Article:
Headteachers and consultants at the centre of the race to get into London’s most exclusive independent schools say that competition for places has now reached “bonkers” proportions.
A TES investigation has revealed that some parents are trying to win coveted school places for children they have yet to conceive.
Other symptoms of an overheated market for what are regarded as the “best” school places within the capital’s most affluent areas include:
Tuition companies offering “baby packages” that will deliver filled-in registration forms to schools immediately after childbirth;
Reports of mothers booking specially timed caesarean deliveries to try and get ahead in the admissions race;
Three-year-olds receiving private tuition to help them get into prep schools;
Consultancy services whose main business was once helping overseas pupils now catering for increasing numbers of panicked British parents.
William Petty, co-director of Bonas MacFarlane – a company that provides tutoring and school admissions consultancy and mentoring – told TES: “We now have the most in-demand private [schools] sector in the world.
“One mother who called an exclusive pre-prep school from the labour ward, a few days after the birth, was laughed off the phone. First come, first served now means closest to the embryo.”
The disclosure comes after claims in the TES this month from the editor-in-chief of The Good Schools Guide, Ralph Lucas, that a rise in the quality of state education was threatening to put some independent schools out of business.
But improved maintained schools appear to be doing little to dampen demand in London’s education hotspots. Growing numbers of nurseries, pre-preps and prep schools are now requiring parents to register for a place as soon as possible after birth. One popular North London school has signed mothers up before they have even told their husbands they are pregnant.
Getting into an independent school for infants is seen as a key step on the way to winning a place at a prestigious public school – ensuring a smooth transition, one might say, from embryo to Eton.
‘It’s getting crazy’
Anke Gosch set up the London Pre Prep website for fun during maternity leave but the high demand from parents seeking advice inspired her to offer a consultancy service.
“It’s getting a bit crazy as there are a lot of internationals in London who will apply to the schools across the whole city,” she said. “I often have people who come to me when they are pregnant.
“You get Asian families who want to go to Eton and then Oxford and it is easier for them to get in if you are in the system earlier.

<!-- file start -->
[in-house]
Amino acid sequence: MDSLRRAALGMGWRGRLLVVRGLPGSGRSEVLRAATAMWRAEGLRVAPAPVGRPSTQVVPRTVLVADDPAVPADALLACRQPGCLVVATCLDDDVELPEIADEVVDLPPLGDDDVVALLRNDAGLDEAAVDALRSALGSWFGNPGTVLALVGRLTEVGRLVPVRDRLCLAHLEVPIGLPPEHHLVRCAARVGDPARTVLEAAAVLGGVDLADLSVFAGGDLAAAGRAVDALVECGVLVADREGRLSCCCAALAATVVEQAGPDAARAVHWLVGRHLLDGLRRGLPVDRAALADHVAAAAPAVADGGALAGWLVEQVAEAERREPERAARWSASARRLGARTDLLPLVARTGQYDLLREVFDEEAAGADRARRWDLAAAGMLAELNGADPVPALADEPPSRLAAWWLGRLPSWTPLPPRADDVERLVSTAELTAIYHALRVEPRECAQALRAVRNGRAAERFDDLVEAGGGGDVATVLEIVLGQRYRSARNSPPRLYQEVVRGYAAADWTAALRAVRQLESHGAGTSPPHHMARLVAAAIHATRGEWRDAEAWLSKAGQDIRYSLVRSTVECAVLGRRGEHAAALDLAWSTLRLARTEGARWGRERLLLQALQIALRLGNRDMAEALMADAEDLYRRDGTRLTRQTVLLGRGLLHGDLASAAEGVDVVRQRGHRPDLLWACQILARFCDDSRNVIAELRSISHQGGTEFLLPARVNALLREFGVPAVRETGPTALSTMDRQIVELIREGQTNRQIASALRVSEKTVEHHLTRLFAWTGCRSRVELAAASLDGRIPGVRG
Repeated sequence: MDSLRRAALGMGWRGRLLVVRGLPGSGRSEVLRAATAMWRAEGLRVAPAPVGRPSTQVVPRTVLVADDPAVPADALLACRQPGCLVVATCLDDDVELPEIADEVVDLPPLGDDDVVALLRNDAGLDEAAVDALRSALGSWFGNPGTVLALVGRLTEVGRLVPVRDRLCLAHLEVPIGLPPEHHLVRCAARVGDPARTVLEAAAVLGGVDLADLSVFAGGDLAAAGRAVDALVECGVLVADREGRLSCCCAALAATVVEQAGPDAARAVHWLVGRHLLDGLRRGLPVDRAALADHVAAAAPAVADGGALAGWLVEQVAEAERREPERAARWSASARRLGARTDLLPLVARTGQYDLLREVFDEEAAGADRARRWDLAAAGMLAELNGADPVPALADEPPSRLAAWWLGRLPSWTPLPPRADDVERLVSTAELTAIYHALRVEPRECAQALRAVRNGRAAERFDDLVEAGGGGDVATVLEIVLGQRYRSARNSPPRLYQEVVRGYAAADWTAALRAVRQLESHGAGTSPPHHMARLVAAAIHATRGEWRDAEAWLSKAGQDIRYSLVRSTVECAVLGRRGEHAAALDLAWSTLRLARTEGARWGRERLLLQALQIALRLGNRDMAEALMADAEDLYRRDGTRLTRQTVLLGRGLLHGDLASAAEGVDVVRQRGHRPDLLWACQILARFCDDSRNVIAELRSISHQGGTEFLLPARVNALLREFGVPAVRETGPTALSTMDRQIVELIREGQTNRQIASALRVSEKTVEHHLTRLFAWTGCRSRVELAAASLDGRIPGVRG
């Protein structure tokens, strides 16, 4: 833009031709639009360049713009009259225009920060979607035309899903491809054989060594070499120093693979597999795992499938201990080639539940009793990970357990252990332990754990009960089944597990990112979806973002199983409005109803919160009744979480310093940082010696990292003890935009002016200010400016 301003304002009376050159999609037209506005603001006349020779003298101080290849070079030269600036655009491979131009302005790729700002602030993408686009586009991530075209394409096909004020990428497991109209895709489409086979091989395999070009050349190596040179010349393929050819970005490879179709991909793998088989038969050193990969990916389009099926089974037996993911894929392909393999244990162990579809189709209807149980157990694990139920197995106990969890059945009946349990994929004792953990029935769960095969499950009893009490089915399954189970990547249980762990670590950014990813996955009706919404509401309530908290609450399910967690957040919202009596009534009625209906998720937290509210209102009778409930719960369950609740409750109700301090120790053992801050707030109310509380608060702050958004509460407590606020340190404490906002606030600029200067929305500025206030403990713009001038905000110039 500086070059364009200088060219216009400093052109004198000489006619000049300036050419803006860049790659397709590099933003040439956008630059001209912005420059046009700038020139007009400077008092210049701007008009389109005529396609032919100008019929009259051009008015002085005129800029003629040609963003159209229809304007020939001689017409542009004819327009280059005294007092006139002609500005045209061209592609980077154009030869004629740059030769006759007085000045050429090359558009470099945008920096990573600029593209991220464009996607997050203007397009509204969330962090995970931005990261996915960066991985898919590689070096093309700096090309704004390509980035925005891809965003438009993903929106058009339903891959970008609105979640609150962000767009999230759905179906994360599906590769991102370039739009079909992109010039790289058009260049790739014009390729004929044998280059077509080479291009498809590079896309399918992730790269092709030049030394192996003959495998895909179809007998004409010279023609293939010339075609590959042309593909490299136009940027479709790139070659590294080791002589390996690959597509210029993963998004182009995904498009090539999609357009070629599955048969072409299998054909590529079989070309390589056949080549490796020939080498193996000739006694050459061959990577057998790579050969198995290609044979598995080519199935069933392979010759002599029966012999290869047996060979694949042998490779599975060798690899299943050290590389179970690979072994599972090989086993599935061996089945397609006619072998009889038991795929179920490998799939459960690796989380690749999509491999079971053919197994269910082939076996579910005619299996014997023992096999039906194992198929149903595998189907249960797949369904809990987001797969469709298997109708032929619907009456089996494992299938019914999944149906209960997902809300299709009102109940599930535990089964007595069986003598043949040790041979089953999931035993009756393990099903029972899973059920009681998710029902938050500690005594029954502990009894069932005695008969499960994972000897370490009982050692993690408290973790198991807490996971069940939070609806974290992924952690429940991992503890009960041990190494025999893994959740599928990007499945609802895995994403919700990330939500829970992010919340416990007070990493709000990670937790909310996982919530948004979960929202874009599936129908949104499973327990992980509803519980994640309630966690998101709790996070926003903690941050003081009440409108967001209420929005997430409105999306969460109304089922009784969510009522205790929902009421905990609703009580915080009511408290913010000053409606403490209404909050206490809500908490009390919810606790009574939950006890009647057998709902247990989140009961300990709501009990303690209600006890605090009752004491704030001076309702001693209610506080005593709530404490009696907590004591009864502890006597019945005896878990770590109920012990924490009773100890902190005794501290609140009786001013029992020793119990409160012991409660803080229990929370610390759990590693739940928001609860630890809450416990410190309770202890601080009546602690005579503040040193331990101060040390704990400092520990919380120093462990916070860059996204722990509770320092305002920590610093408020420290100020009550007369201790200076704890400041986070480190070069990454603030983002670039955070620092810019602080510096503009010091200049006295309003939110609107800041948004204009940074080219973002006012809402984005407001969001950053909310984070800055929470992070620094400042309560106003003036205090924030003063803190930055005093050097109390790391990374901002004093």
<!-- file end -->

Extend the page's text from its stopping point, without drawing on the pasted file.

“Every year it gets worse. Now you have to apply to some schools within a week [of giving birth]; it used to be six months.”
Alison Fisher, head of Broadhurst School – a highly oversubscribed pre-prep school in Hampstead, North London – told TES that if parents did not call her within a few weeks of learning they were pregnant they could miss out on a prized morning nursery place.
“I have women telling me, ‘I haven’t told my husband [that I am pregnant] but can you just pencil it in and keep it confidential’,” she added. “They have to get in very quickly.”
Broadhurst needs parents to register as soon as they become pregnant so that they have more time to apply for prep schools.
“We need to have a conversation about the next school when they are pregnant as some deadlines for schools are from the hospital bed,” Ms Fisher explained.
One woman had called asking if she could get a place for a child not yet conceived, the head said, adding: “It has always been pressured – it is getting more so.”
Growing numbers of agencies are offering their services to help parents negotiate these demands (see box, below left).
Mr Petty said that his company now offered to deliver pre-prepared registration forms to schools for parents while they are still in the labour ward, adding that the competition for places had become “bonkers”.
But Adrian Ellis, principal at St John’s Wood Pre-Prep, north-west London, said that he was refusing to fuel the hysteria by changing to “first come, first served” admissions. “I understand why other schools do it because demand is so great,” he said. “But I sometimes think that the demand is exacerbated by some schools’ policies on very early registration.